An Innate Sense of Interior Design
Gail and Ken Mize's home in Timberlake
The family room features a beautiful stacked stone fireplace.
Photography by Robert Clark
Gail Mize credits her mother for any of her decorating abilities. “My mother has always had a good eye for colors and decorating and passed that long to me” she says. When Gail and Ken, her husband, purchased a point lot on Lake Murray in the Timberlake Resort community 10 years ago, that innate sense of style came in handy. She worked with the architect to create an expansive Mediterranean-style home design that not only takes advantage of dramatic views but that also provided a palette for her decorating ideas.
Without any interior design assistance, Gail has painstakingly adorned her two-story dream home in a style that she says is based purely on what feels right. Her task was not an easy one. The home has four bedrooms, with additional rooms used as a study, exercise area and home theater. There are five full baths and two half baths as well.
“I feel that I don’t have one particular style,” says Gail, “but I lean more towards eclectic.” Her bent for warm, neutral tones and anything tropical, including palms and animal prints, is clearly evident.
“Thank goodness animal prints have stayed in style because I really like them,” she says. “I try not to be overwhelming with them, but they are in most rooms.”
The Mizes’ mostly cream and camel color scheme lends itself well to animal print fabrics, 19th century British Colonial India prints, and motifs of elephants, lions, tigers, giraffes, zebras and other animals. Her signature decorative adornment, the palm tree, can be spotted in practically every room. Subdued jewel tones in fabrics, wallpapers and accessories throughout the home give the rooms color and warmth.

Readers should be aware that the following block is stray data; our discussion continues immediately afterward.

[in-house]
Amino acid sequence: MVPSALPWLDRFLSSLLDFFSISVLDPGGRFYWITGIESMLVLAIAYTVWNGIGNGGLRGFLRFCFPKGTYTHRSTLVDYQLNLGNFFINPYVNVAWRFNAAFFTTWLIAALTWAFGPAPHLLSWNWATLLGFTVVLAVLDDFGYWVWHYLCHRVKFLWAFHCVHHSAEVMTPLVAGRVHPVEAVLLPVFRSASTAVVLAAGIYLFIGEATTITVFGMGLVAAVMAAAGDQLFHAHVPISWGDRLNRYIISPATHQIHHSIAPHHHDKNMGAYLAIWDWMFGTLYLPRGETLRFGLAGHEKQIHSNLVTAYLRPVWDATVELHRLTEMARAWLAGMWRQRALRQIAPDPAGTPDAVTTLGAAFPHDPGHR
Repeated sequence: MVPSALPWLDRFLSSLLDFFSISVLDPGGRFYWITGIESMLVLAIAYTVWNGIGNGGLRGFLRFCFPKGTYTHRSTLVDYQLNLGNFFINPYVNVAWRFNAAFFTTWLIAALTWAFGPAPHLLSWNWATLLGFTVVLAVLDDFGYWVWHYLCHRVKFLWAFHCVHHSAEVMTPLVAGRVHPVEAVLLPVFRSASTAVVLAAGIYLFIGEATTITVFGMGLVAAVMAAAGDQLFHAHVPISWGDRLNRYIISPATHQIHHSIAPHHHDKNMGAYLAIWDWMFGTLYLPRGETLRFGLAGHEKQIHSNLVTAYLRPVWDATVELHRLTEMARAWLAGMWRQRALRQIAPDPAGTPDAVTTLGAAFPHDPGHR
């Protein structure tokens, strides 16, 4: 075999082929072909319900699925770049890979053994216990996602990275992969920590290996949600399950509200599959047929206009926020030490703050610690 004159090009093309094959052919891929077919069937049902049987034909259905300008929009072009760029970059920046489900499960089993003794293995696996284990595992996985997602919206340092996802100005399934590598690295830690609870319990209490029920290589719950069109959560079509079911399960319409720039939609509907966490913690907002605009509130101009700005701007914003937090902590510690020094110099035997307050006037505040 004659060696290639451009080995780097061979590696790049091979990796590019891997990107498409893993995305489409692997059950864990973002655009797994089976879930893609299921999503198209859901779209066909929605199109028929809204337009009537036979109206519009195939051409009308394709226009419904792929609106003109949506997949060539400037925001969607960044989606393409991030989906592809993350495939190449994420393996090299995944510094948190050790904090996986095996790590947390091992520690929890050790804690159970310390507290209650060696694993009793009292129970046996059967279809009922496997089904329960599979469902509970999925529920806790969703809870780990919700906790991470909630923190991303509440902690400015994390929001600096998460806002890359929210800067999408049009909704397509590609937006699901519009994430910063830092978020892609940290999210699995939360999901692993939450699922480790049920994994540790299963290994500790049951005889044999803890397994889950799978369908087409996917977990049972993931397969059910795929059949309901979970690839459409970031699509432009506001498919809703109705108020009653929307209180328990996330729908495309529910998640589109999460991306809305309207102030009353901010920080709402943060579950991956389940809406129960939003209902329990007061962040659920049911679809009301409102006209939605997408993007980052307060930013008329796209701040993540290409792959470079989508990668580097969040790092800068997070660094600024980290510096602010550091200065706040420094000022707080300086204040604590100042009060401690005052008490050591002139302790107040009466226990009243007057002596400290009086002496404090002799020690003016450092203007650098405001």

Room for Mom
The Mizes built their home on Lake Murray with Gail’s mother in mind. She lives part of the year in her home in North Carolina and spends a great deal of time with her daughter. Thus, the couple wanted to make sure she had ample space – on the first floor – for her bedroom and bathroom. She also has her own entrance from her own garage, and her room is adjacent to the family room, kitchen and sunroom.
“We wanted to make sure she had privacy, but still felt a part of the home,” says Gail.
Since Gail gleaned her sense of style from her mother, decorating her mother’s room to suit her was no problem. Since she is a “wallpaper person,” Gail picked out a striped black and tan grass cloth textured look for her mother’s bathroom.
An elephant print pillow adorns the bed, while framed faux primitive Hawaiian weapons in shadow boxes decorate her mother’s bathroom.Just inside the hardwood entryway, with its sweeping staircase and impressive chandelier, is a travertine living room with an Alaskan sheepskin rug as its centerpiece. The plush rug, underneath a coffee table, adds depth and texture to the formal room.
The foyer features a rounded wall on the other side of the staircase.
Over the entryway to the dining room is a massive tapestry that features a tropical scene. The rounded wall on the other side of the staircase and across from the master suite sports a complementary tapestry. Gail found these in Atlanta at Tapestries Plus.
The dining room features the Mizes’ mostly cream and camel color scheme as well as Gail’s signature palm trees.